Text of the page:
Lexington is blessed with the Kentucky Theater, an institution which would compare well with most of the best theaters in Seattle. The Kentucky Theater has two large theaters, each nearly as big as the downstairs theater at the Varsity or the big old theater at the Guild 45th. The Kentucky Theater is not quite as well appointed as its cousins in Seattle, but it has two other factors in its favor. First, the cost of a regular film is $6.50, and a matinee $4.50. Moreover, the theater screens matinees every day, rather than holding to an afternoon schedule on weekdays. Second, the Kentucky Theater sells beer. It’s in a plastic cup, but goddamn, it’s beer.

It’s almost enough to make me forget that I have to wait four months to get movies like Broken Flowers.

In any case, I saw Brokeback Mountain on Saturday at the Kentucky Theater. I was pleased. I thought that the movie was very strong, including the performances by the principles. What impressed me the most was how Ang Lee used automobiles to convey time and socioeconomic status. From the moment that Jack drives up in his ancient, busted up pickup truck to the end, when Ennis’ daughter arrives at his station wagon in a new sportscar, the cars give us a roadmap to Jack and Ennis’ lives. The film isn’t perfect, although I didn’t have any problem with the way in which Jack Twist met his end; it is left ambiguous enough in the film (if not in the story) to leave us wondering whether Ennis has simply projected his own terrors onto a tragic event.

In other news, Mickey Kaus is a hack. Here’s some friendly advice, Mickey; admitting you’re moving the goalposts while continuing to radically understate the film’s likely take and, in the end, blaming the success of the film on its marketing campaign doesn’t actually mean that you have integrity. The shelf life on too-clever-by-half “liberal” contrarians has run out…

Google, Swiftly

[ 0 ] January 24, 2006 |

Chuckle.

LGM at the Movies

[ 0 ] January 24, 2006 |

Lists

Ten Flick that Define America
Scott, Ten Movies I Hate
Rob, Best Heist Films
Movie Scenes that Make You Cry
Movie Scenes that Make You Burst Out Laughing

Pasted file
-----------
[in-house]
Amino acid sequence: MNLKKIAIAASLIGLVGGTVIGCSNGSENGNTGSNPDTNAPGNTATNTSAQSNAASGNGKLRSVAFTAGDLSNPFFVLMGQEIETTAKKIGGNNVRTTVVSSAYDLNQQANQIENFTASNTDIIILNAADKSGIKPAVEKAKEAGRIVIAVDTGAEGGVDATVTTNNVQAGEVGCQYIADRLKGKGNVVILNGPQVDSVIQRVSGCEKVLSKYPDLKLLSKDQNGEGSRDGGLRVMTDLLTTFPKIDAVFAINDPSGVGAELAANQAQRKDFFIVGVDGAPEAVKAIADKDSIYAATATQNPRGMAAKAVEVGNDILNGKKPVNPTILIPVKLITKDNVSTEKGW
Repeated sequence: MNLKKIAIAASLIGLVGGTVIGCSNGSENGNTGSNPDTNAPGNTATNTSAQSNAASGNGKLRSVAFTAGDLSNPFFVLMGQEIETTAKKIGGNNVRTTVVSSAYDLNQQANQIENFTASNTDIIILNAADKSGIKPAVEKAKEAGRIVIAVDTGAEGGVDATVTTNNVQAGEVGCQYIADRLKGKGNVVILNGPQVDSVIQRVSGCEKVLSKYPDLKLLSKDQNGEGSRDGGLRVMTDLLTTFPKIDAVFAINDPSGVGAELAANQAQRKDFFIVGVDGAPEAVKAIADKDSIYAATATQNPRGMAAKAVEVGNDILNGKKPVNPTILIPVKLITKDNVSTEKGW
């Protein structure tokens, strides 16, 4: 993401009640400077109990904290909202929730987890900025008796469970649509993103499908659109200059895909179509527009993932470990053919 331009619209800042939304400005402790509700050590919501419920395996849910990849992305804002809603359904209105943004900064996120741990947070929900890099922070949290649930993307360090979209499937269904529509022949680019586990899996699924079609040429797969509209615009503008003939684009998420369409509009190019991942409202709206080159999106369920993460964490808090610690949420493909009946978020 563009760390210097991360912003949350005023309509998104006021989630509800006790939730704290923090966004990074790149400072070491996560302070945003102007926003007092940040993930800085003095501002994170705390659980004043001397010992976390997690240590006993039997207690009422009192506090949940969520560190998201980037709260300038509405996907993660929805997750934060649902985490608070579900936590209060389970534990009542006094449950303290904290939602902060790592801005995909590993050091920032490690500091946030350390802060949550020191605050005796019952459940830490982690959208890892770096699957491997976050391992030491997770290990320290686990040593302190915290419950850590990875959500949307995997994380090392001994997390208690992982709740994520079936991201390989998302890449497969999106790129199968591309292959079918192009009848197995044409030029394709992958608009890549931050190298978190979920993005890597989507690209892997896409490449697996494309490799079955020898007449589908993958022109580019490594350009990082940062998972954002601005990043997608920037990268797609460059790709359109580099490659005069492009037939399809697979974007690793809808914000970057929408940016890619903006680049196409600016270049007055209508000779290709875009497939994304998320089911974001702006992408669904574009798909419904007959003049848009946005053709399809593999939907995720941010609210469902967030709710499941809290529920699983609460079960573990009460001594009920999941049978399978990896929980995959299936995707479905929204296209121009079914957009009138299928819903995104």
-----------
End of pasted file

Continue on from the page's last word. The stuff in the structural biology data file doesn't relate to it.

Rob’s Top Ten, 2004
DJW, Best of the Oughts
Scott, Best of the Oughts
Rob, Best of the Oughts
Rob, Best of the 90s
Scott, Hollywood’s Worst Directors
Scott, Best of the 90s
Scott, Best of the 80s
Scott, Top Ten of 2004
Academy of the Over-rated: Directors

Reviews/Commentary

Farhenheit 9/11 (Rob)
Fahrenheit 9/11 (DJW)
Shattered Glass
Supersize This
She Hate Me
Hero
Before Sunset
Vera Drake
The Battle of Algiers
Shall We Dance?
The Motorcycle Diaries
Eternal Sunshine of the Spotless Mind
House of Flying Daggers, Closer, Bad Education, A Very Long Engagement
Phantom of the Opera
Return of the King
Sideways, Closer, A Fond Kiss, Sex is Comedy
King of Comedy (by way of Colin Quinn)
Million Dollar Baby
Sideways
The Fog of War
Land of the Dead
Point of Order
Troy
Battle of Algiers (Dark Soul of Colonel Mathieu)
Duel
Cold Water
The Squid and the Whale, Good Night and Good Luck, Walk the Line
The Passenger
Point of Order (Redux)
Brokeback Mountain (Scott)
King Kong
Brokeback Mountain (Rob)
Match Point
Capote

Potpourri

Fun with Roger Ebert

Annals of Whoredom
The Stranger Recommends…
The Worst Argument About Michael Moore Ever
Elvis Mitchell
Worst Opening Ever?
Against Linklater
A Nightmare of Evil (Kevin Smith Edition)
Oliver Stone
Random DVD Purchases
Stalinist Criticism (Dogville Edition)
Academy of the Over-rated (Eastwood Edition)
Film Frustration
Presidential Acting
Stalinist Criticism Wears a Fedora
2005 Oscar Picks
Body of Work Award
Medved vs. Aesthetics
Contrarian for the Wrong Reasons
Ford and Wayne
Wolcott on Medved
Ozu Blogging
Bad Scenes in Great Movies
The Anthology Film
Odd Thoughts on Bizarre Topics (Or Innocence Lost?)
Ozon
Resistance is (Almost) Futile
Whatta Card
The Phantom Menace Effect
Podhoretz and Revenge of the Sith
Frank Galvin and Twelve Angry Men
Stalinist Critics of the World, Rejoice!
Peter Jackson’s Money
30s Movies
Piper Picks a Peck O’Pickled Peppers
Ozu
Stalinist Aesthetics Department
Right Wing Film Studies
Top 50 Movies of 1985
Curtis Hanson
Hollywood Having an Off Year?
Scenes from a Philistine
Why I am not a Studio Executive (Or a Populist)
Hollywood’s Revenue “Problem”
Kaus on Brokeback
Kaus on Brokeback (Again)
If You’re Going to be Pretentious, at least be Right
Medvedism with Bad Math
Oscar Context
Betting Brokeback
Bresson and Vigo
Going it Alone
Medved on Brokeback
Perverted Values (Brokeback and Utah)
Pajamas Media Reviewers
Spielberg

And don’t miss DJW’s film blogging at David’s Film Journal

Detroit

[ 0 ] January 23, 2006 |